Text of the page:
Augmented Skin

April 1, 2018
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Hybrid concrete casting system

Augmented Skin is a custom casting process that enables the creation of complex objects and building components. The technique utilizes different materials in combination to create biomorphic objects that conjoin traditionally disparate elements of structure and cladding. Developed at London’s Bartlett School of Architecture by designers Kazushi Miyamoto, Youngseok Doo, and Theodora Maria Moudatsou, the project incorporates two design logics: strand and skin. The strand is based on the human body’s skeleton; it is a string-like form that functions as the primary framework. The skin serves as the object’s surface and is situated between strand components.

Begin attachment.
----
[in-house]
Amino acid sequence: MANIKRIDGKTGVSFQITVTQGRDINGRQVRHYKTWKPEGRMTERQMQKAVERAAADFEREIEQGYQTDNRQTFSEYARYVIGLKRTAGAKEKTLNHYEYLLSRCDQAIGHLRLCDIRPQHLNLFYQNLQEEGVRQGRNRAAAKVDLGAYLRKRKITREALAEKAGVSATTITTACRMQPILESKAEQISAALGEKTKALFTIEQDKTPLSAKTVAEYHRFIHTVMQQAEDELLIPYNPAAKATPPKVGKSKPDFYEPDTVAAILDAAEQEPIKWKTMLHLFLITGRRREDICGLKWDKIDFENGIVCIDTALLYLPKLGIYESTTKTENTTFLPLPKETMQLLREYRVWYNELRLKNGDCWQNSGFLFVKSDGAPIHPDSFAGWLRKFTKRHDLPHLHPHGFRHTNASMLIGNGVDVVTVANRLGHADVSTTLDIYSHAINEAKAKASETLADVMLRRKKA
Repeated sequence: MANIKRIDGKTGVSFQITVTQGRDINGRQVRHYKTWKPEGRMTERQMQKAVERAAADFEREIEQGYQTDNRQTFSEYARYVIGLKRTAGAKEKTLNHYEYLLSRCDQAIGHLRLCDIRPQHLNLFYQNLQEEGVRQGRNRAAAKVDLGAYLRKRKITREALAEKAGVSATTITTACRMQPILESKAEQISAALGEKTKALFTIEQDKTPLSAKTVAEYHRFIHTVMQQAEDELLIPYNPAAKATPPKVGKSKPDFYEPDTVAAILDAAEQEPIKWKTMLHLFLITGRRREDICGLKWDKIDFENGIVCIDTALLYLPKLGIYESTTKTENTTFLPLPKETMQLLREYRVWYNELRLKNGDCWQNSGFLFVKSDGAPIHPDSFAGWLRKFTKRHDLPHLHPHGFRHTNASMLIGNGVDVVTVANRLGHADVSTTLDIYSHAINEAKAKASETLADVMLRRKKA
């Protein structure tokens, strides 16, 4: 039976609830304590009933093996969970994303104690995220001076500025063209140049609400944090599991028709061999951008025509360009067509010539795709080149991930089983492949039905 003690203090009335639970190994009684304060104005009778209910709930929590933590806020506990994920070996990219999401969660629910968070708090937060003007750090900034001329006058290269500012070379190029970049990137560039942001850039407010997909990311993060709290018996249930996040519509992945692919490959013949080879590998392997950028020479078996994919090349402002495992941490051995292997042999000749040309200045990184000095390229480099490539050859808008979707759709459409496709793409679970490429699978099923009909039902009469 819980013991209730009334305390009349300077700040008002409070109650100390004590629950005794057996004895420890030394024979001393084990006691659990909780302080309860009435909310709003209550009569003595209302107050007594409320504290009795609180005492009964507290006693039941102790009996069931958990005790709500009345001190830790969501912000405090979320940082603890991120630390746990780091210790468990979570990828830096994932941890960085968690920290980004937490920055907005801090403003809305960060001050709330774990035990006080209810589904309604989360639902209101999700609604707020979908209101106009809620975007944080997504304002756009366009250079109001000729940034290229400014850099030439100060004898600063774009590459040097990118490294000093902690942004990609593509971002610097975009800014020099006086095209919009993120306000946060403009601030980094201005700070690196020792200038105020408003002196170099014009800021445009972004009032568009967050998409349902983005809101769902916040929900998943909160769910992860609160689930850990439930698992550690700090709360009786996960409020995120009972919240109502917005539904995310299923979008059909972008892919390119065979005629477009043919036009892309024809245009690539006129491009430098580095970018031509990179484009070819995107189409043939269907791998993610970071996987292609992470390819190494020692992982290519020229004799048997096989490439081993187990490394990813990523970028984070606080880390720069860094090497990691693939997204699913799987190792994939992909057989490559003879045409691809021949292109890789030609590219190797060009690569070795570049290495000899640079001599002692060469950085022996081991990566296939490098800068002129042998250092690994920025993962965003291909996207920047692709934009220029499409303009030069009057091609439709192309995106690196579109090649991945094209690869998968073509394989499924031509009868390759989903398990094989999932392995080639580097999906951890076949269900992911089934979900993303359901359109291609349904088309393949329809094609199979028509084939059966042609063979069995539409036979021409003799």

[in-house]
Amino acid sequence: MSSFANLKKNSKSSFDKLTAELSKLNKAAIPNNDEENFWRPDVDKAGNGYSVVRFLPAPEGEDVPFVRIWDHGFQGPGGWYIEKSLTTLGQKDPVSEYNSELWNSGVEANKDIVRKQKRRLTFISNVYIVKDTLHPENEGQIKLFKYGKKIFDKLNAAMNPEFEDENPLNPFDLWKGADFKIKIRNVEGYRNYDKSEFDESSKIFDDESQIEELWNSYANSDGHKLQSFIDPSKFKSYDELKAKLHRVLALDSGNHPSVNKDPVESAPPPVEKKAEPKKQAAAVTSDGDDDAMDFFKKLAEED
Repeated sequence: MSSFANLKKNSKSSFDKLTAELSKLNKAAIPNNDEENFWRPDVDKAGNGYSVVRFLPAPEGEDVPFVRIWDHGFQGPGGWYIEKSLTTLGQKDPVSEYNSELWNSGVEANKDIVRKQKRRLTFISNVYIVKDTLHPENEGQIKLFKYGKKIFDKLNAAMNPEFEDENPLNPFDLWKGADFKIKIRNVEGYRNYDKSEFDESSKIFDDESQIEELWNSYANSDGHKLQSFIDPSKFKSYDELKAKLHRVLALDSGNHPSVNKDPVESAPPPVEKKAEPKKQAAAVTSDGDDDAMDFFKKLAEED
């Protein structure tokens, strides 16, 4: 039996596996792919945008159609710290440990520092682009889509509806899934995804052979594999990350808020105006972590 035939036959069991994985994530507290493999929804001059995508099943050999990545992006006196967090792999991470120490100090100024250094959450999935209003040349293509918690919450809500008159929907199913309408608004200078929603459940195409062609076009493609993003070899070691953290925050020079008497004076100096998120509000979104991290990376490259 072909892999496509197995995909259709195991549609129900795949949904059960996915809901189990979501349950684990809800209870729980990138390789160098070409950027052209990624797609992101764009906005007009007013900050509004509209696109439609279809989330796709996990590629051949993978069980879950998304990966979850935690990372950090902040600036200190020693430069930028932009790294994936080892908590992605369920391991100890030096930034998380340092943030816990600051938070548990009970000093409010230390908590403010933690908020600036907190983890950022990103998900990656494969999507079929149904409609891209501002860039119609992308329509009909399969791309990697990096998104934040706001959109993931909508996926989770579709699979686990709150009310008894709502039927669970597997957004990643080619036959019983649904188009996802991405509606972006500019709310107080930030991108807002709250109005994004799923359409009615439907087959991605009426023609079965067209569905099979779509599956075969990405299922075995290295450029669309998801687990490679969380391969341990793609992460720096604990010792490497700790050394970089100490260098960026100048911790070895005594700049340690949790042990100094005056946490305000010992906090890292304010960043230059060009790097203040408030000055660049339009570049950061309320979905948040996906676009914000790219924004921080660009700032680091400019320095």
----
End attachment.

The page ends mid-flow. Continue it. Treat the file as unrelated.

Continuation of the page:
Before fabrication, digital simulation is utilized for the surface deformation design, the distribution of the strand components, and structural testing. Internal cross-shaped strands function as the structural reinforcing for the casting material. These are covered in an elastic fabric that is coated with polyvinyl alcohol (PVA), and the resulting semirigid, self-supporting tension system serves as the formwork for concrete casting. Once the concrete is cast and cured, the final object bears an uncanny resemblance to vertebrate organisms whose structure and skin reveal a much more intimate relationship than in conventional buildings or furniture.

Contact: The Bartlett, London, UK.

For more information, see Transmaterial Next: A Catalog of Materials that Redefine Our Future

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